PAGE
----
For all the gender-busting awesomeness Tereshkova engaged in as the first woman in space, it seems she dealt with more obstacles than initially perceived. She kept secret for 30 years the fact that her ship was erroneously designed to ascend but not descend back to Earth, which she was able to fix with a little ingenuity. 

There were also rumblings of sexism in the cosmonaut program, which didn’t sit well with Tereshkova: “On Earth, men and women are taking the same risks,” she later said. “Why shouldn’t we be taking the same risks in space?” She and her fellow female cosmonauts wrote to the Soviet space program head protesting the decision.

Valentina Tereshkova at a press conference in 2013. Image via Getty Images.

Life after Tereshkova’s cosmonaut days was busy. Soon after her flight, she entered the Zhukovsky Air Force Academy, eventually earning her honorary doctorate in engineering. She later dove into the political sphere, becoming an influential, powerful member of the Communist regime in the following decade. She also became a decorated stateswoman, and even after the fall of the Soviet Union remained a respected figure.

More recently, Tereshkova has said she still itches for space travel. On her 70th birthday, in 2007, she was invited to celebrate with Vladimir Putin, at which point she volunteered to go on a one-way trip to Mars.

“If I had money, I would enjoy flying to Mars,” she said. “This was the dream of the first cosmonauts. I wish I could realize it! I am ready to fly without coming back.”

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iStock // Ekaterina Minaeva
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Man Buys Two Metric Tons of LEGO Bricks; Sorts Them Via Machine Learning
May 21, 2017
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iStock // Ekaterina Minaeva

Jacques Mattheij made a small, but awesome, mistake. He went on eBay one evening and bid on a bunch of bulk LEGO brick auctions, then went to sleep. Upon waking, he discovered that he was the high bidder on many, and was now the proud owner of two tons of LEGO bricks. (This is about 4400 pounds.) He wrote, "[L]esson 1: if you win almost all bids you are bidding too high."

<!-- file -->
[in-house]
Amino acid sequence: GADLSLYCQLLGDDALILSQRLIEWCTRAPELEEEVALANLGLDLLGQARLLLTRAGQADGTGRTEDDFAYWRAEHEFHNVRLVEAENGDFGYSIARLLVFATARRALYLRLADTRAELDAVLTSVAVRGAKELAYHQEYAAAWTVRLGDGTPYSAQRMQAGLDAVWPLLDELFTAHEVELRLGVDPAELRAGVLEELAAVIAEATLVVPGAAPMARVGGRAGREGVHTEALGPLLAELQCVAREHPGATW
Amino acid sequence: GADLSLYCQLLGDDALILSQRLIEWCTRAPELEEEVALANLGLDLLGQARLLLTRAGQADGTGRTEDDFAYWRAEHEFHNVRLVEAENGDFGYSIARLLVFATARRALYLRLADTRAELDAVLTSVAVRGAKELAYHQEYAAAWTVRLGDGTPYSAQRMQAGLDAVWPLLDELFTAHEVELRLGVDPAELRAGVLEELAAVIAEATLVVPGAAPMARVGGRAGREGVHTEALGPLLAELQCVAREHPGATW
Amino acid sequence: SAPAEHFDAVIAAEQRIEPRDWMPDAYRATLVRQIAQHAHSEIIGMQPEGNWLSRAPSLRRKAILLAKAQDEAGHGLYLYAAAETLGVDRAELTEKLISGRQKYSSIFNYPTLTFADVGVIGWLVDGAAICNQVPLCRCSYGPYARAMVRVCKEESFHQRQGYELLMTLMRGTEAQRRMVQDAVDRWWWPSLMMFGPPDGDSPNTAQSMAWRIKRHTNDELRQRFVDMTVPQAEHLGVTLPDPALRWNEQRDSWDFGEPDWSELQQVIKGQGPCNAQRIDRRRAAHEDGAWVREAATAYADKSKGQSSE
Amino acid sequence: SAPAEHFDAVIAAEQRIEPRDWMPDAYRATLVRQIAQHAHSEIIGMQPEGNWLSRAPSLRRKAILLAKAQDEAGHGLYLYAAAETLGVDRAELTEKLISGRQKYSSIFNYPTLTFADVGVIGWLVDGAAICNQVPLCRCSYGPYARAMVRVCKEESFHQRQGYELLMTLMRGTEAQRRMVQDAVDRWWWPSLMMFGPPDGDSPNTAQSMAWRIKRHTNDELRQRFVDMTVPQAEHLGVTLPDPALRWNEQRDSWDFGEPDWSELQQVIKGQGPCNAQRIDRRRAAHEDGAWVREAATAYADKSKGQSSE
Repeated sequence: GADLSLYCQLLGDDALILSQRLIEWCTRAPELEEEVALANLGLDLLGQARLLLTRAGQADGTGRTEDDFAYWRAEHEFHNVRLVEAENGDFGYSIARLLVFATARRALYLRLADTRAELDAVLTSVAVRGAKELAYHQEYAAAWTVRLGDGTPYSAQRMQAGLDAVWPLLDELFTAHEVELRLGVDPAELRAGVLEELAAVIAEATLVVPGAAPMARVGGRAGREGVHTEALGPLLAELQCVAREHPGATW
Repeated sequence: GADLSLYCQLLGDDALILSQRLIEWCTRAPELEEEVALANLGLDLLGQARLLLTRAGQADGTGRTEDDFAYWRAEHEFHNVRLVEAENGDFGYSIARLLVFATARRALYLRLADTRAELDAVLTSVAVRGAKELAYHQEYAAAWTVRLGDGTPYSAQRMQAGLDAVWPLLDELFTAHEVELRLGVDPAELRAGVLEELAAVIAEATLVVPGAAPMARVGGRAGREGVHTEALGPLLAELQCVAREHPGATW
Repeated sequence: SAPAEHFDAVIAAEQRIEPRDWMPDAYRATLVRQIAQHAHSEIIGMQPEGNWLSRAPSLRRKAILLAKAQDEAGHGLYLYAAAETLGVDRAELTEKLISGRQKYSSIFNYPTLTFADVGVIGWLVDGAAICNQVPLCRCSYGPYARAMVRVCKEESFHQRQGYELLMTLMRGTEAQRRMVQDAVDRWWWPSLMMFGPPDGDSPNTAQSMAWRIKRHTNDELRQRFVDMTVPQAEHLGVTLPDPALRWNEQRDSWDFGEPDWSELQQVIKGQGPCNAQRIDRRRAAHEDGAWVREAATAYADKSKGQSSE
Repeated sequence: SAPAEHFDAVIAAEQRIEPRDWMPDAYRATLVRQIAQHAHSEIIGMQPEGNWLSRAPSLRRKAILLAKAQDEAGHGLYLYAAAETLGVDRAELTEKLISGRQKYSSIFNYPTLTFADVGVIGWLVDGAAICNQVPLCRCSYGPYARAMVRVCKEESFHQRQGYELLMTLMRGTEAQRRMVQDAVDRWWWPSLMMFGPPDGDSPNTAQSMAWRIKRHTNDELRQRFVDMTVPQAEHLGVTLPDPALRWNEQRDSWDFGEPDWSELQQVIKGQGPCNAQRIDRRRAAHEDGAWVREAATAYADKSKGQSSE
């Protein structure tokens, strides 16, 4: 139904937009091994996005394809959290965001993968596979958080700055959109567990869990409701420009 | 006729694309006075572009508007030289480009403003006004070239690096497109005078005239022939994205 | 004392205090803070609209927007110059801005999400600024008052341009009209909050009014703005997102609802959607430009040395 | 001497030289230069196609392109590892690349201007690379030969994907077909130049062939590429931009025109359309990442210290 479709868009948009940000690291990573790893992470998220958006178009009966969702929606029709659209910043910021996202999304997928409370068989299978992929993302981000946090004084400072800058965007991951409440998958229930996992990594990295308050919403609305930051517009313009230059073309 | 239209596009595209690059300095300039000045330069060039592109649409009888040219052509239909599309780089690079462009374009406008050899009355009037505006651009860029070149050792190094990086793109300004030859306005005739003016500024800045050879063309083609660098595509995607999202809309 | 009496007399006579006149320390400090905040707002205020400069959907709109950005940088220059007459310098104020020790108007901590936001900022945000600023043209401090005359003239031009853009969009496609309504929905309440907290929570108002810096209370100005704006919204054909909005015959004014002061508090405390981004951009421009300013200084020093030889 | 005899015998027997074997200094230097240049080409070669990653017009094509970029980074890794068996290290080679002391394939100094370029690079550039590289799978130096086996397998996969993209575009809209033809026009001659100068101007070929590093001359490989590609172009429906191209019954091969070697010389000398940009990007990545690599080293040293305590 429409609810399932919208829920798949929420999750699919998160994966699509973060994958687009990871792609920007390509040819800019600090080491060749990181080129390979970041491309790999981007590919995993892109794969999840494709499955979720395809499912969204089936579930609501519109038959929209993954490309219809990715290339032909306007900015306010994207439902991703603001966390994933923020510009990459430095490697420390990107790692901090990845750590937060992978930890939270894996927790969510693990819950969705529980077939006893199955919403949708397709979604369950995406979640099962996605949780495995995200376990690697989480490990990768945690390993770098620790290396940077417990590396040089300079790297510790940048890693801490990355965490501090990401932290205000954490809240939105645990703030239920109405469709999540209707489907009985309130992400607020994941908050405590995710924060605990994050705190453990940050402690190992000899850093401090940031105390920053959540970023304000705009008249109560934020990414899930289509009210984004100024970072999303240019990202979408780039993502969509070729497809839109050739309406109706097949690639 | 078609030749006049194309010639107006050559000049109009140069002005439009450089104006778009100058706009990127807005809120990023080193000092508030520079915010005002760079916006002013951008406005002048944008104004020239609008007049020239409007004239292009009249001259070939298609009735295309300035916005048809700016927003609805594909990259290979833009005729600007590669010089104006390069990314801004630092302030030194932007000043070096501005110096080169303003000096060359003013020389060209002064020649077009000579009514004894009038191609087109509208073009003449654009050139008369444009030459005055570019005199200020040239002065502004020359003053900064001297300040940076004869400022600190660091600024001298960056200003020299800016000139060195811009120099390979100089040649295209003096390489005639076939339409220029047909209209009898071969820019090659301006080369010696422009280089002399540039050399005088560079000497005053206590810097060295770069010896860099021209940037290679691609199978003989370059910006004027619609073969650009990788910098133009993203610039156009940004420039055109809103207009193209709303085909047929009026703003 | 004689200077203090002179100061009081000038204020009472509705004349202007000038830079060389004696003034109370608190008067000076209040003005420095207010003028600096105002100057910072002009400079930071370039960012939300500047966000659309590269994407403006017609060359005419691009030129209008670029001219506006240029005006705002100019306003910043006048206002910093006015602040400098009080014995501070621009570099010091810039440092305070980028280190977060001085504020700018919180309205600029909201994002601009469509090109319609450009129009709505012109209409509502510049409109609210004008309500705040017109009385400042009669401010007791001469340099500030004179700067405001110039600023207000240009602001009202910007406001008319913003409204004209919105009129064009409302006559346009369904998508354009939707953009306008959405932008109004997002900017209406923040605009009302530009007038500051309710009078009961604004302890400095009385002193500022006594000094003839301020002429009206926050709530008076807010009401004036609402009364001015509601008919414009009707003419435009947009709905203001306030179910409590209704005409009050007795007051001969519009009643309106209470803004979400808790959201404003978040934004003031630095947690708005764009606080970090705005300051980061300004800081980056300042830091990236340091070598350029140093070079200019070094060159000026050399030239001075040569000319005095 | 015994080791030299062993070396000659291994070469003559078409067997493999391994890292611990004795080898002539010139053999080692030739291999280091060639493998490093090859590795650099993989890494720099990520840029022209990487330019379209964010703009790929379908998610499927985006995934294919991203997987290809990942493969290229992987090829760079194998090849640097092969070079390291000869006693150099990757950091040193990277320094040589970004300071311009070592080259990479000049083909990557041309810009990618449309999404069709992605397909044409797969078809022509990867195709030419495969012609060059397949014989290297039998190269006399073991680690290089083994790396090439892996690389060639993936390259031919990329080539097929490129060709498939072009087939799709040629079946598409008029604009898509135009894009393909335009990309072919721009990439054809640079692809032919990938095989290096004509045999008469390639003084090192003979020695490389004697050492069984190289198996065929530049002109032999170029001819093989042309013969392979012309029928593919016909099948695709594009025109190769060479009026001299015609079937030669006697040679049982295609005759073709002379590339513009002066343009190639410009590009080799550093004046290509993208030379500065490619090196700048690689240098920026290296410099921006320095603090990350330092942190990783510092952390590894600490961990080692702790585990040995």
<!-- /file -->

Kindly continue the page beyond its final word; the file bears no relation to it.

Mattheij had noticed that bulk, unsorted bricks sell for something like €10/kilogram, whereas sets are roughly €40/kg and rare parts go for up to €100/kg. Much of the value of the bricks is in their sorting. If he could reduce the entropy of these bins of unsorted bricks, he could make a tidy profit. While many people do this work by hand, the problem is enormous—just the kind of challenge for a computer. Mattheij writes:

There are 38000+ shapes and there are 100+ possible shades of color (you can roughly tell how old someone is by asking them what lego colors they remember from their youth).

In the following months, Mattheij built a proof-of-concept sorting system using, of course, LEGO. He broke the problem down into a series of sub-problems (including "feeding LEGO reliably from a hopper is surprisingly hard," one of those facts of nature that will stymie even the best system design). After tinkering with the prototype at length, he expanded the system to a surprisingly complex system of conveyer belts (powered by a home treadmill), various pieces of cabinetry, and "copious quantities of crazy glue."

Here's a video showing the current system running at low speed: